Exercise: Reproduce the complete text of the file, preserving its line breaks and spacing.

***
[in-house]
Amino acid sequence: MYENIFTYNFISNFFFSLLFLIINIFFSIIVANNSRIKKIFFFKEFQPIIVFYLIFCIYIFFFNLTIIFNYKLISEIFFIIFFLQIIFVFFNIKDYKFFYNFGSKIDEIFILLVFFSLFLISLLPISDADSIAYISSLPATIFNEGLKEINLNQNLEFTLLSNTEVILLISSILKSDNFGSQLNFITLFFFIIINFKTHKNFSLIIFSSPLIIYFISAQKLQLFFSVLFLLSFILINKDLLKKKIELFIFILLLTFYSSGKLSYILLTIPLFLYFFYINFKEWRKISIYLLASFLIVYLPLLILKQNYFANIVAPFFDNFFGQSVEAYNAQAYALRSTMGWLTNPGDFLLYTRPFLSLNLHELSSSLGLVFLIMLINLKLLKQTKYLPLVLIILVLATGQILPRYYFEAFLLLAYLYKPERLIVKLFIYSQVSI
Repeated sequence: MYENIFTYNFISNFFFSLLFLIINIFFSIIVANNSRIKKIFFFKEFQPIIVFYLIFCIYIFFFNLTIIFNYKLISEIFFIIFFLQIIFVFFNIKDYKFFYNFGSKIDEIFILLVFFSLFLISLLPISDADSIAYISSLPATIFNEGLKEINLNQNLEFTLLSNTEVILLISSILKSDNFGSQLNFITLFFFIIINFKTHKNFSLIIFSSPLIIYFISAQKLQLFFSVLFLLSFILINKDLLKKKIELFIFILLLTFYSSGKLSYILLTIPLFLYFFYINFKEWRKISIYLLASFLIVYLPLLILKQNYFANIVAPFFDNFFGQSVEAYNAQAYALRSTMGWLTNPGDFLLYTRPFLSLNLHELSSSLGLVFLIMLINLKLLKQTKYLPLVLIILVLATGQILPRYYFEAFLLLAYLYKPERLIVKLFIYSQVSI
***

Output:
[in-house]
Amino acid sequence: MYENIFTYNFISNFFFSLLFLIINIFFSIIVANNSRIKKIFFFKEFQPIIVFYLIFCIYIFFFNLTIIFNYKLISEIFFIIFFLQIIFVFFNIKDYKFFYNFGSKIDEIFILLVFFSLFLISLLPISDADSIAYISSLPATIFNEGLKEINLNQNLEFTLLSNTEVILLISSILKSDNFGSQLNFITLFFFIIINFKTHKNFSLIIFSSPLIIYFISAQKLQLFFSVLFLLSFILINKDLLKKKIELFIFILLLTFYSSGKLSYILLTIPLFLYFFYINFKEWRKISIYLLASFLIVYLPLLILKQNYFANIVAPFFDNFFGQSVEAYNAQAYALRSTMGWLTNPGDFLLYTRPFLSLNLHELSSSLGLVFLIMLINLKLLKQTKYLPLVLIILVLATGQILPRYYFEAFLLLAYLYKPERLIVKLFIYSQVSI
Repeated sequence: MYENIFTYNFISNFFFSLLFLIINIFFSIIVANNSRIKKIFFFKEFQPIIVFYLIFCIYIFFFNLTIIFNYKLISEIFFIIFFLQIIFVFFNIKDYKFFYNFGSKIDEIFILLVFFSLFLISLLPISDADSIAYISSLPATIFNEGLKEINLNQNLEFTLLSNTEVILLISSILKSDNFGSQLNFITLFFFIIINFKTHKNFSLIIFSSPLIIYFISAQKLQLFFSVLFLLSFILINKDLLKKKIELFIFILLLTFYSSGKLSYILLTIPLFLYFFYINFKEWRKISIYLLASFLIVYLPLLILKQNYFANIVAPFFDNFFGQSVEAYNAQAYALRSTMGWLTNPGDFLLYTRPFLSLNLHELSSSLGLVFLIMLINLKLLKQTKYLPLVLIILVLATGQILPRYYFEAFLLLAYLYKPERLIVKLFIYSQVSI